Fun-Sized Advice

On fun-sized advice

My dad is approaching retirement and has just started grasping the idea of his white privilege and the need for action on racial equity. Any book recommendations to get him from “dipping a toe in” to “fully involved”?
Maybe start him off with The Heart of Whiteness by Robert Jensen. (I haven’t read it, but I’ve read Jensen’s other book Getting Off, and his writing is very easy to digest. Plus, he’s a white guy, so it’ll probably be an easier fit for your dad.)

How do I end this 9 year relationship?
Start with two words: “It’s over.” Then make your arrangements, gather your things, and leave.

I know what the answer to my problem is but I don’t want to follow through. Tell me to stop being a pussy.

Is it possible for a belly button ring to be classy?
Yes, but probably not how you mean it. (If you’re contemplating a piercing and this is your concern, it’s best to just not go there.)

A while back you wrote about the significance of women changing their hair, so I was curious: is there a reason a friend of mine (early 60s) has had the exact same bottle blonde bob for 30+ years?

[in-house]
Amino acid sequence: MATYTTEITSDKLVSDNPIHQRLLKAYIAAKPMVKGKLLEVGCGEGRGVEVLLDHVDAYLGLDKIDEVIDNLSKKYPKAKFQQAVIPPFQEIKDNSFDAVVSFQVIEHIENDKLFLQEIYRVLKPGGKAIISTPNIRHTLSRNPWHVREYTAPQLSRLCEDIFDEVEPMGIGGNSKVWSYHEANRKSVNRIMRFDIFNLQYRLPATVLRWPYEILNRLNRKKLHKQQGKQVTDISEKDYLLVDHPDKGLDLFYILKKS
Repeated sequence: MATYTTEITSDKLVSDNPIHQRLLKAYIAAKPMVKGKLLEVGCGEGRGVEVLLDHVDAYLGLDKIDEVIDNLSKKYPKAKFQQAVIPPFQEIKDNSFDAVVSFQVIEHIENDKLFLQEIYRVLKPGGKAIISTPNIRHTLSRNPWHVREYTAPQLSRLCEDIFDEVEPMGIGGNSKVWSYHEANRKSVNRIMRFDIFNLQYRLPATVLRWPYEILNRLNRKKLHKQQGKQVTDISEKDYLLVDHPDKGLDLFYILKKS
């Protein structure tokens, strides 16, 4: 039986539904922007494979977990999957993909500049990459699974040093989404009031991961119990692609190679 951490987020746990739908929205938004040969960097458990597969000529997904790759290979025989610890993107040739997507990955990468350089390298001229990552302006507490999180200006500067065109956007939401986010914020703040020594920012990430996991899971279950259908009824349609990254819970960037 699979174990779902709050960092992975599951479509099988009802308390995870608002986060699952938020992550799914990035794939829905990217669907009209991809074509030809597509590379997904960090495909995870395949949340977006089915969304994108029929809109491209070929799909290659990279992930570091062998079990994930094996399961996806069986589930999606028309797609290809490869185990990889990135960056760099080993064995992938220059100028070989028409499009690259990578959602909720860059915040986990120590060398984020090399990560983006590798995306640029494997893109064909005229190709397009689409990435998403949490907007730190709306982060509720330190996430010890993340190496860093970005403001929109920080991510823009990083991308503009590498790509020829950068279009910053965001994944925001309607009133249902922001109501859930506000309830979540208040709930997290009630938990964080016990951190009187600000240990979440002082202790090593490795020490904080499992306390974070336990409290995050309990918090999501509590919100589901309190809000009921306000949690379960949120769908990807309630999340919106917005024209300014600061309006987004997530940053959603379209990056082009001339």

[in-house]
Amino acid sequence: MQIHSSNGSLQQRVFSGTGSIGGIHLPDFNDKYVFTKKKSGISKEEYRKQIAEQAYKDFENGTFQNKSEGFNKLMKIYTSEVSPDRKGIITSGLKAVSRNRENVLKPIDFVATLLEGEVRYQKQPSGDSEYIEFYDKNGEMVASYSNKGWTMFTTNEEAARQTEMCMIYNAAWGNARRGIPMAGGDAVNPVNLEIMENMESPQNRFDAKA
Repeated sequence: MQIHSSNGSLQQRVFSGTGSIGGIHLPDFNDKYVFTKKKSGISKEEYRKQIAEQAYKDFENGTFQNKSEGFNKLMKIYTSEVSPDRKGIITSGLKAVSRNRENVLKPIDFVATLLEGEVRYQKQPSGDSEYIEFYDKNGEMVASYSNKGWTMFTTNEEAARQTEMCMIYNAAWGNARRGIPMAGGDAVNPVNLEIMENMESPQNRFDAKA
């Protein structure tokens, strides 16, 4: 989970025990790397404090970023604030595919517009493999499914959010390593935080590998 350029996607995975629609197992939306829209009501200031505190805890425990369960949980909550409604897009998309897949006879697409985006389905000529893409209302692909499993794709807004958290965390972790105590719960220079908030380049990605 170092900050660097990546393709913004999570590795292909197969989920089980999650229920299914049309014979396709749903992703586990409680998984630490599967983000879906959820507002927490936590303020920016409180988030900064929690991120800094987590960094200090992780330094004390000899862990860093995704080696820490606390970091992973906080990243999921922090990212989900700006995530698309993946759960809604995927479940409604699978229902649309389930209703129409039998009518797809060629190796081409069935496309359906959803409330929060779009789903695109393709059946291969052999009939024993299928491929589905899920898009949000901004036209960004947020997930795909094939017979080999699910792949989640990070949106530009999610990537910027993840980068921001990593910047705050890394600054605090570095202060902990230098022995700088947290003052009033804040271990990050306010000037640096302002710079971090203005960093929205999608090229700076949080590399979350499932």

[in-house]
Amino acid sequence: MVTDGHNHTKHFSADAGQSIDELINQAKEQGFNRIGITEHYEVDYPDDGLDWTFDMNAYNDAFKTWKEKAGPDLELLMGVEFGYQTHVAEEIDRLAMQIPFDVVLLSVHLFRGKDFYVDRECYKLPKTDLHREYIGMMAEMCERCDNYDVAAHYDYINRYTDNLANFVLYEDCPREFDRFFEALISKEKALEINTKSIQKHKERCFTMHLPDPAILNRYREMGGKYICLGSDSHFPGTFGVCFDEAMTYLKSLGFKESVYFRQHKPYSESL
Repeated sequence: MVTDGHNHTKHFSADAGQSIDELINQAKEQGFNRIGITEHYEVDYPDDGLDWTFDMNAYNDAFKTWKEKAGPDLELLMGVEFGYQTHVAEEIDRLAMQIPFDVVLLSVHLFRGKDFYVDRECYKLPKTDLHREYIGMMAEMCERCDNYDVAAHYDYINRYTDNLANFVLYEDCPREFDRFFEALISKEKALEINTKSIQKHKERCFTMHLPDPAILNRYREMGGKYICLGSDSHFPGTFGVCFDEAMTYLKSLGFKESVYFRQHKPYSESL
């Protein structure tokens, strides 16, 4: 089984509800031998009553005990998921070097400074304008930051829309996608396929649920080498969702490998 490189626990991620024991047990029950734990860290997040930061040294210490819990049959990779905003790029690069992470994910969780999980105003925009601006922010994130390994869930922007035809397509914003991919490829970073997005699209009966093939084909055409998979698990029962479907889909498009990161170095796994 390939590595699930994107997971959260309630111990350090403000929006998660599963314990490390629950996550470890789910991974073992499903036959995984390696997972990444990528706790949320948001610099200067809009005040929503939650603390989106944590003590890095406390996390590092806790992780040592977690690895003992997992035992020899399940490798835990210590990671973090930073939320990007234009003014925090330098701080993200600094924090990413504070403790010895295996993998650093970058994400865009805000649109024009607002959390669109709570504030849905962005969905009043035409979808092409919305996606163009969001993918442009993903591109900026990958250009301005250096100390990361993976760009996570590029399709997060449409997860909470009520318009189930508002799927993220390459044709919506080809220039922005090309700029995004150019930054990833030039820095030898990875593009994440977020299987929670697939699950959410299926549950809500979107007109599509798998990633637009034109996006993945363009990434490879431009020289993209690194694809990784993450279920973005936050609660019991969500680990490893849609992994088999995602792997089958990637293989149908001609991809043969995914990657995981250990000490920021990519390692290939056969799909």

Yes. Something happened around the time she turned thirty that caused her to stop growing as a person.

Why am I having so much difficulty accepting my bisexuality?
Because you’re feeling either guilt or shame. When you figure out which it is, relief will come from either forgiveness or acceptance.

When I read all the bullshit power dynamics and shenanigans that the women who write you deal with I really don’t understand why I can’t find someone. I’m not saying I am without issue; but Jesus fucking Christ I have respect and integrity.
Well yeah, it’s easy to find someone you don’t respect if you’re a person without integrity. That’s what it means to be a predator. By all means, have respect and integrity, but quit with the whining. Getting it right isn’t supposed to be easy.

I’m Armenian. Does that mean I’m a “person of color?” I’m so confused.
Nope, not in America. When it comes to race, you gotta check the box that says “white,” although you should feel free to write in “Armenian” as your ethnicity.